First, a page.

Lottery plan for savers

Bishop condemns societies' proposal to offer cash prizes in lieu of interest
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The Independent Online
BUILDING societies hoping to cash in on the public's love affair with the National Lottery are pressing the Government to allow them to run controversial lottery-style savings accounts.

The Treasury and the Home Office confirmed yesterday that they had been in discussions with several building societies seeking to launch such accounts.

One proposal put forward by the Norwich & Peterborough, one of the most innovative building societies, has already been turned down by the Treasury.

Under the proposed schemes savers would forgo some or all of the interest on their balances in return for the chance to win big cash prizes. It is not clear whether such accounts would be legal in Britain under the 1976 Lotteries and Amusements Act.

One possible system would be to transfer account-holders' accrued interest into a prize draw which would offer large prizes every week, month or year. The more money a saver has in the account, the greater his or her chance of winning.

Such accounts would be similar to National Savings Premium Bonds. A National Savings spokesman confirmed it had made "one or two comments'' to the Treasury about the proposed schemes. National Savings took a net £1.4bn from sales of Premium Bonds last year.

Another option would be to offer both a small amount of interest and more modest lottery prizes. Such an option would be less likely to be outlawed by Britain's strict gaming rules.

Martin Armstrong, chief executive of the Norwich & Peterborough, said: "We did suggest to the Treasury that they might look at the possibility of allowing financial institutions to offer investment opportunities with a lottery element, but under the Lotteries Act they say it is illegal. We've suggested that they might legalise it."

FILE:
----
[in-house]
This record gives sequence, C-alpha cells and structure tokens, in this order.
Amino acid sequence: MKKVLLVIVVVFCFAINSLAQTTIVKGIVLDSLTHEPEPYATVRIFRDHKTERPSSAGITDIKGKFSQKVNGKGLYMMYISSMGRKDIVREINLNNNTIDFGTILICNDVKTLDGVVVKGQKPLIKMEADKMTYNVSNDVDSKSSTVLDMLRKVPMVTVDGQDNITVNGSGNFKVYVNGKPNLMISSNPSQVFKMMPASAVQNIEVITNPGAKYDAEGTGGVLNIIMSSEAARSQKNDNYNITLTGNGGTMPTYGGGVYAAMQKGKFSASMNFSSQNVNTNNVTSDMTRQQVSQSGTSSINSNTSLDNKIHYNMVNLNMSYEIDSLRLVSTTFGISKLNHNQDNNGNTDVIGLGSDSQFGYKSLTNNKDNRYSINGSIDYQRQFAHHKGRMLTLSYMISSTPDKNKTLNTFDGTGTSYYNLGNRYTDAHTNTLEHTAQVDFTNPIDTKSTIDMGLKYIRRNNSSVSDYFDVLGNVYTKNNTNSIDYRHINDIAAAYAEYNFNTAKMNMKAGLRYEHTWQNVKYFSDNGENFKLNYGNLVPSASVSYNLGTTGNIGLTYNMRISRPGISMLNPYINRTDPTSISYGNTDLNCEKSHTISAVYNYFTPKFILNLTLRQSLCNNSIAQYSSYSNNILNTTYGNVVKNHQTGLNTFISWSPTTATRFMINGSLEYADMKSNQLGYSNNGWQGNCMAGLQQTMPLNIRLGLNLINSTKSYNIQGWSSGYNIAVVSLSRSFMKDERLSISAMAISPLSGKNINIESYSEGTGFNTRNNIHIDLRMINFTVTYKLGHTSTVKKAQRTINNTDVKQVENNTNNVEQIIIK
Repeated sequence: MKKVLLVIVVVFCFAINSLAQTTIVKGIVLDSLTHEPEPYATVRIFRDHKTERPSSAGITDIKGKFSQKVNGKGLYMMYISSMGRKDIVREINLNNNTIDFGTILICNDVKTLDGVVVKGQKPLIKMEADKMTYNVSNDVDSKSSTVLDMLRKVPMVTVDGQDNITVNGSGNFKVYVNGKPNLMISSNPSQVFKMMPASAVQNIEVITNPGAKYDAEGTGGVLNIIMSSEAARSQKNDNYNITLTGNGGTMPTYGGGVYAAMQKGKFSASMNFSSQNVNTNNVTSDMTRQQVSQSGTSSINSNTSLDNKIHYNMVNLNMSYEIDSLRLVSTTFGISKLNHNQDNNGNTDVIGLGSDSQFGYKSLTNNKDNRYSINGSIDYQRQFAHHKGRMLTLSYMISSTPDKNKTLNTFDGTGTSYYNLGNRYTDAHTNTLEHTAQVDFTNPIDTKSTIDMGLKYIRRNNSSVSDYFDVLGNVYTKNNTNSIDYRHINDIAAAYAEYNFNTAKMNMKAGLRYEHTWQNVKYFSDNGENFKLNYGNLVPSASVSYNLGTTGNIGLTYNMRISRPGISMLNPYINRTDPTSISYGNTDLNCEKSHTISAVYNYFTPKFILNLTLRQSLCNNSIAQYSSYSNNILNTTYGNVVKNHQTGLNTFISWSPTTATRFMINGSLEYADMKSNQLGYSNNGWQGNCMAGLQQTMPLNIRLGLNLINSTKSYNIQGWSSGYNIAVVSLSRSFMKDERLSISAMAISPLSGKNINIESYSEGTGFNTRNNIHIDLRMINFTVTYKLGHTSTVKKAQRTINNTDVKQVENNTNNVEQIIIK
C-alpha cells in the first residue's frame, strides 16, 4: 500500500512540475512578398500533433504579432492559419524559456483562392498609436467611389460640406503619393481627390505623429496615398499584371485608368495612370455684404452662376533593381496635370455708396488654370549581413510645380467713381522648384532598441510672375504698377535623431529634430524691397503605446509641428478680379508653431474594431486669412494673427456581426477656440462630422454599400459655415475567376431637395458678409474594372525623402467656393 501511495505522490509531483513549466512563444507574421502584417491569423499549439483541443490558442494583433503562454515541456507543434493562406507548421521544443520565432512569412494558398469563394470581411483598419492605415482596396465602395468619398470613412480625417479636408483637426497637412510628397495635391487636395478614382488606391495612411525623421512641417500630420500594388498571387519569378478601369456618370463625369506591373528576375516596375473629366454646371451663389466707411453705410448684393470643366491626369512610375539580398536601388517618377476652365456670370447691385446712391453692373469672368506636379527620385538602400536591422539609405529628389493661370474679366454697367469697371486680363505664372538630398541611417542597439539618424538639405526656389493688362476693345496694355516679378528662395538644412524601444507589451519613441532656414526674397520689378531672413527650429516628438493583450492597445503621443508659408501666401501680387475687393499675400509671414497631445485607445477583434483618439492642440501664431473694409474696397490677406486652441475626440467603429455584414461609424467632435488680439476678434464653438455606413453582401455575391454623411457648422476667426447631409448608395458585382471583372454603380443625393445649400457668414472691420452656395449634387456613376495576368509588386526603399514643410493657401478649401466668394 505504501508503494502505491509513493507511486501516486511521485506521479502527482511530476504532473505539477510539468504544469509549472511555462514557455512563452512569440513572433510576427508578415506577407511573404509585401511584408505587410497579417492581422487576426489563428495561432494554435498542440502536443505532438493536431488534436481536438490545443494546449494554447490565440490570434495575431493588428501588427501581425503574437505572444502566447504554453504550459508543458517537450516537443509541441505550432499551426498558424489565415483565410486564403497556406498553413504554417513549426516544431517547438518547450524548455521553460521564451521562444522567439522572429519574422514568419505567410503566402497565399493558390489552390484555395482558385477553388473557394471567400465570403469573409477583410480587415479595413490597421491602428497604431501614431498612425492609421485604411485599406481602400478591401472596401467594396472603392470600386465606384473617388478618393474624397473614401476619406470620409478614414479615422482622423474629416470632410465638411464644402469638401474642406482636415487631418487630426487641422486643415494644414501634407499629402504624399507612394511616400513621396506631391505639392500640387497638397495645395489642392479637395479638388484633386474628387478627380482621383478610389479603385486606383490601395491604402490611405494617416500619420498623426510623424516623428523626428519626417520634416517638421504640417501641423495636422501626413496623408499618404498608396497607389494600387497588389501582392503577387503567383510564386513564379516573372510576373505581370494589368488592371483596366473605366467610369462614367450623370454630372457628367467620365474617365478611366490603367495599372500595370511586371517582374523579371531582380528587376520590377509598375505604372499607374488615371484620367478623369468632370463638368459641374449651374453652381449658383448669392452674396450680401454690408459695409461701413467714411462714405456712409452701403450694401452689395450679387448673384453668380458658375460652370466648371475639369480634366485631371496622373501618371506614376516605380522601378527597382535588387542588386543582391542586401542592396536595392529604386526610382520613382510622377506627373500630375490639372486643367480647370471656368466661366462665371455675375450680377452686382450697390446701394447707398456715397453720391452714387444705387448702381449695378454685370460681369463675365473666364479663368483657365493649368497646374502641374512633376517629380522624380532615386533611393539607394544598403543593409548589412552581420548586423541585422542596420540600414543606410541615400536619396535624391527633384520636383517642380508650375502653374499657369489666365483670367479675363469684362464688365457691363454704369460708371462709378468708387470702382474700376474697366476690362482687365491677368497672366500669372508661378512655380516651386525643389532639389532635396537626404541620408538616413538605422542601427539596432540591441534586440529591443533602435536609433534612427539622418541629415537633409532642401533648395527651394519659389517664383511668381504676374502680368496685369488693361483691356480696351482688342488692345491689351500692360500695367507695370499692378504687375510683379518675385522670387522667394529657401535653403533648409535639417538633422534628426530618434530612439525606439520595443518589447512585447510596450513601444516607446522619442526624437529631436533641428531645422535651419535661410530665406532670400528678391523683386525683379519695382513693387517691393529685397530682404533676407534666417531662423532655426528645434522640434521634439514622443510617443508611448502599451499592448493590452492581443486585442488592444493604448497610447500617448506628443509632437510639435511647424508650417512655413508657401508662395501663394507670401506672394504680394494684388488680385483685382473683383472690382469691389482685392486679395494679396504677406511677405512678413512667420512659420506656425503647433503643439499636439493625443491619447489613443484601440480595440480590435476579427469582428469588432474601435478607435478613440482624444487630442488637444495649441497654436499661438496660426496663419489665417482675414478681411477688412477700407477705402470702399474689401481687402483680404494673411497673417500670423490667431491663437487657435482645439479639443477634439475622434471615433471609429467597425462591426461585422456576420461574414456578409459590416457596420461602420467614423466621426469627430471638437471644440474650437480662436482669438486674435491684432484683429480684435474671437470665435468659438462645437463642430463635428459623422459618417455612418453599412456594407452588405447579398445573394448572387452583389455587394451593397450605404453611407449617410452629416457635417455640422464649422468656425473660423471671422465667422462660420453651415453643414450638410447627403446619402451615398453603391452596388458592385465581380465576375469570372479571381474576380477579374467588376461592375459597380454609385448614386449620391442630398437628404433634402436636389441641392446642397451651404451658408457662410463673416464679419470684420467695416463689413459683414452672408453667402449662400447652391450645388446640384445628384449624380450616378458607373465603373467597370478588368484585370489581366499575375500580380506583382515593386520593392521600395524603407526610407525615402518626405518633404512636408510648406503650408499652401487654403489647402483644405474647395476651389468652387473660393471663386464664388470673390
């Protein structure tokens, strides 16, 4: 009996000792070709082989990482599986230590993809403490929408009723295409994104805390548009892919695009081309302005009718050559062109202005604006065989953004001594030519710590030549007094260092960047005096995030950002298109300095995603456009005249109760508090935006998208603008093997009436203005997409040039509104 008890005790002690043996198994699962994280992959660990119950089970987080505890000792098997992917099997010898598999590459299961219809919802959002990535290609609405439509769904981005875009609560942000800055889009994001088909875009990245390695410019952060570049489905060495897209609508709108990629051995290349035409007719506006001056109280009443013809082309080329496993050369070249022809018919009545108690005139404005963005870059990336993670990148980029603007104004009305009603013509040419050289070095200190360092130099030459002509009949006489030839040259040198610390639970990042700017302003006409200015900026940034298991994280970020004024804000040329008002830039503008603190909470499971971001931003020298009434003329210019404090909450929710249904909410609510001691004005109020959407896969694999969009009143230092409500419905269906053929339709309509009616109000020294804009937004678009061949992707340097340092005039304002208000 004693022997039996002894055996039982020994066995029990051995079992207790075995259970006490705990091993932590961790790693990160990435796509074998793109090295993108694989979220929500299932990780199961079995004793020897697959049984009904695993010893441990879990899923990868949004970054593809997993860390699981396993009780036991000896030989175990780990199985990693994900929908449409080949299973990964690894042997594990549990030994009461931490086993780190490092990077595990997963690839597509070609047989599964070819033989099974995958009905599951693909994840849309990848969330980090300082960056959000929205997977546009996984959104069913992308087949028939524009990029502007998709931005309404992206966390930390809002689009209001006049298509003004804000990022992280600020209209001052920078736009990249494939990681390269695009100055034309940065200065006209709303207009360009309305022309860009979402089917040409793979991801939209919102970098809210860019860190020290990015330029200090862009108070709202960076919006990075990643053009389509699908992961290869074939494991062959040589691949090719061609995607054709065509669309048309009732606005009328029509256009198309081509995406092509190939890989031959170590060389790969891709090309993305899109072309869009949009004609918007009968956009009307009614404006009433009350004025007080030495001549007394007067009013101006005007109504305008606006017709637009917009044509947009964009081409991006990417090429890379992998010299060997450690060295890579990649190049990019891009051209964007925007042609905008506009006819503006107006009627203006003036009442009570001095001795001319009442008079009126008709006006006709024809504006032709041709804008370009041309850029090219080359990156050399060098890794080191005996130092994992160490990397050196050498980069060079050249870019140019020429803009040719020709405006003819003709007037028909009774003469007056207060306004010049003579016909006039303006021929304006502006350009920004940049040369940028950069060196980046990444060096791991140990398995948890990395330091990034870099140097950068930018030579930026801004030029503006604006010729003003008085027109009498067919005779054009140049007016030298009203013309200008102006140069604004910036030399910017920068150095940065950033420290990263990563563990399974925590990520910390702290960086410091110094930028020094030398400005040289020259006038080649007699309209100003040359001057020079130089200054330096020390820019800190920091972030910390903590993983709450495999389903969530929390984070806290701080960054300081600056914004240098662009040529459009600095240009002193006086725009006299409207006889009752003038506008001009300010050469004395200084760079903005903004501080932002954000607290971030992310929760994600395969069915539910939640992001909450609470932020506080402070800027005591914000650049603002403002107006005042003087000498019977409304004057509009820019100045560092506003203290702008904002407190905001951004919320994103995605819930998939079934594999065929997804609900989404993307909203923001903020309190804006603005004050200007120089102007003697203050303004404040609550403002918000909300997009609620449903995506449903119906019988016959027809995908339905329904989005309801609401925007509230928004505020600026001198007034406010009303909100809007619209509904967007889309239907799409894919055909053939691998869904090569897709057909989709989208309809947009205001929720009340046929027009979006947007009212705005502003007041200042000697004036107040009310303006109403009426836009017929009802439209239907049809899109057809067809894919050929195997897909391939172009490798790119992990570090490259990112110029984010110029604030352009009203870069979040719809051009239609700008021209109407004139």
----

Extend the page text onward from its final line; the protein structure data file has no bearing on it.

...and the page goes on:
The idea was condemned yesterday by the Bishop of Peterborough, the Rt Rev Bill Westwood, who said he would close his account if his building society introduced a lottery account. "Of course, can you blame them for following a national trend started by the Government? Inevitably they will want to get on this lucrative bandwagon. But what is this lottery mania doing to the soul of the country? A nation can only survive, let alone flourish, through hard work and endeavour, yet we are being whipped up into a culture of idleness and fortune."

A spokesman for the General Synod of the Church of England was equally opposed. "A building society is there to help you build up your savings, not encourage you to fritter them away."

But Mr Armstrong defended the idea, which comes from Japan, where lottery- based savings accounts are taking the nation by storm. Last autumn a small credit association, Johnan Shinkin, set up a deposit account with a lottery scheme attached. Within three days of opening, it had attracted more than Y14bn (£105m) in deposits.

Customers of the "Super Dream Account" win Y50,000 (£370) if their account number is picked. They still get interest on their savings, but not at a competitive rate. Over the next 12 months Johnan Shinkin expects to hand over Y4m in prizes.

Brian Waterhouse, a banking analyst at James Capel in Tokyo, said: "Now even the major Japanese banks, who were at first disdainful about going down such a tacky path, have followed suit." Mitsubishi Bank is now offering free trips to Disneyland.

Similar schemes are also emerging in Spain, where small to medium-size banks such as Banco Bilbao Vizcaya are offering prizes such as cars and villas to lure new customers.

While the Treasury is cool about lottery accounts, the Home Office, which supervises individual lotteries, is more open-minded. A spokesman said they could be legal: "Under the Lotteries and Amusement Act the setting up of lotteries for private profit or commercial undertakings is forbidden unless there is an element of skill or a free prize draw. If the societies also offer interest, it could be argued that the prize draw is free."